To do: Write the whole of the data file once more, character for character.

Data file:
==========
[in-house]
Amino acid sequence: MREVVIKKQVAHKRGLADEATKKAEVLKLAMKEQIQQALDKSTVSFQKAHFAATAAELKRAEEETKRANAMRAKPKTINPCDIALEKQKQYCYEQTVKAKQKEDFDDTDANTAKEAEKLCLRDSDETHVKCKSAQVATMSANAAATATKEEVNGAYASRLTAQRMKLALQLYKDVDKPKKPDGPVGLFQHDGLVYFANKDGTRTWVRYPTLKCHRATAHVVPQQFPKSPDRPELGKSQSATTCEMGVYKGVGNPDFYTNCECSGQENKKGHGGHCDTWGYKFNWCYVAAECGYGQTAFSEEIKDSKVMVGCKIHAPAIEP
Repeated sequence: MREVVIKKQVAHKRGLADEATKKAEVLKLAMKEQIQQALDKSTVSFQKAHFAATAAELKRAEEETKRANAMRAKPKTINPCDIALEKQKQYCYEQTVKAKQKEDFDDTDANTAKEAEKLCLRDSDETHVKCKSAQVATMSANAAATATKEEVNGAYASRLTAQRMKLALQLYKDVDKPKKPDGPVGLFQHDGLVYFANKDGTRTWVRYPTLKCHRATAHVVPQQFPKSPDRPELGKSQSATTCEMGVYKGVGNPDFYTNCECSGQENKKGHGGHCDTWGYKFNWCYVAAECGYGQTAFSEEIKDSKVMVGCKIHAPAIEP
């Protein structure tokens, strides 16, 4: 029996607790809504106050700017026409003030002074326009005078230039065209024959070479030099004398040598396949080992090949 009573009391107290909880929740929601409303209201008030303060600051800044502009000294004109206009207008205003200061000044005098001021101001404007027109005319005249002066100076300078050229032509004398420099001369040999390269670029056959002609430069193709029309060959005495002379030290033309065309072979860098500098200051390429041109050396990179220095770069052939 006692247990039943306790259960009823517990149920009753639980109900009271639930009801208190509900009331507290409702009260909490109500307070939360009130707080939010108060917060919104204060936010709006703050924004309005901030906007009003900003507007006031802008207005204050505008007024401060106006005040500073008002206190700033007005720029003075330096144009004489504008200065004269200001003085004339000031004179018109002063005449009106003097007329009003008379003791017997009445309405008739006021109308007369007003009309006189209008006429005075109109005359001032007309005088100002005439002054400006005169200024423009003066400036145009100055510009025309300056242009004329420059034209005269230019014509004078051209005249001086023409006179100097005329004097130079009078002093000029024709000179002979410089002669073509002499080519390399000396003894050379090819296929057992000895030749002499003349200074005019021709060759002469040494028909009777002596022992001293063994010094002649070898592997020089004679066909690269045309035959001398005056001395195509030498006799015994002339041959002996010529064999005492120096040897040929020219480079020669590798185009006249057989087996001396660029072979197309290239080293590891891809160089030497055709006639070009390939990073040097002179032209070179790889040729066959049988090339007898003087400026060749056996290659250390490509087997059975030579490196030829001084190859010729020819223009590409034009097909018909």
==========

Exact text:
[in-house]
Amino acid sequence: MREVVIKKQVAHKRGLADEATKKAEVLKLAMKEQIQQALDKSTVSFQKAHFAATAAELKRAEEETKRANAMRAKPKTINPCDIALEKQKQYCYEQTVKAKQKEDFDDTDANTAKEAEKLCLRDSDETHVKCKSAQVATMSANAAATATKEEVNGAYASRLTAQRMKLALQLYKDVDKPKKPDGPVGLFQHDGLVYFANKDGTRTWVRYPTLKCHRATAHVVPQQFPKSPDRPELGKSQSATTCEMGVYKGVGNPDFYTNCECSGQENKKGHGGHCDTWGYKFNWCYVAAECGYGQTAFSEEIKDSKVMVGCKIHAPAIEP
Repeated sequence: MREVVIKKQVAHKRGLADEATKKAEVLKLAMKEQIQQALDKSTVSFQKAHFAATAAELKRAEEETKRANAMRAKPKTINPCDIALEKQKQYCYEQTVKAKQKEDFDDTDANTAKEAEKLCLRDSDETHVKCKSAQVATMSANAAATATKEEVNGAYASRLTAQRMKLALQLYKDVDKPKKPDGPVGLFQHDGLVYFANKDGTRTWVRYPTLKCHRATAHVVPQQFPKSPDRPELGKSQSATTCEMGVYKGVGNPDFYTNCECSGQENKKGHGGHCDTWGYKFNWCYVAAECGYGQTAFSEEIKDSKVMVGCKIHAPAIEP
């Protein structure tokens, strides 16, 4: 029996607790809504106050700017026409003030002074326009005078230039065209024959070479030099004398040598396949080992090949 009573009391107290909880929740929601409303209201008030303060600051800044502009000294004109206009207008205003200061000044005098001021101001404007027109005319005249002066100076300078050229032509004398420099001369040999390269670029056959002609430069193709029309060959005495002379030290033309065309072979860098500098200051390429041109050396990179220095770069052939 006692247990039943306790259960009823517990149920009753639980109900009271639930009801208190509900009331507290409702009260909490109500307070939360009130707080939010108060917060919104204060936010709006703050924004309005901030906007009003900003507007006031802008207005204050505008007024401060106006005040500073008002206190700033007005720029003075330096144009004489504008200065004269200001003085004339000031004179018109002063005449009106003097007329009003008379003791017997009445309405008739006021109308007369007003009309006189209008006429005075109109005359001032007309005088100002005439002054400006005169200024423009003066400036145009100055510009025309300056242009004329420059034209005269230019014509004078051209005249001086023409006179100097005329004097130079009078002093000029024709000179002979410089002669073509002499080519390399000396003894050379090819296929057992000895030749002499003349200074005019021709060759002469040494028909009777002596022992001293063994010094002649070898592997020089004679066909690269045309035959001398005056001395195509030498006799015994002339041959002996010529064999005492120096040897040929020219480079020669590798185009006249057989087996001396660029072979197309290239080293590891891809160089030497055709006639070009390939990073040097002179032209070179790889040729066959049988090339007898003087400026060749056996290659250390490509087997059975030579490196030829001084190859010729020819223009590409034009097909018909």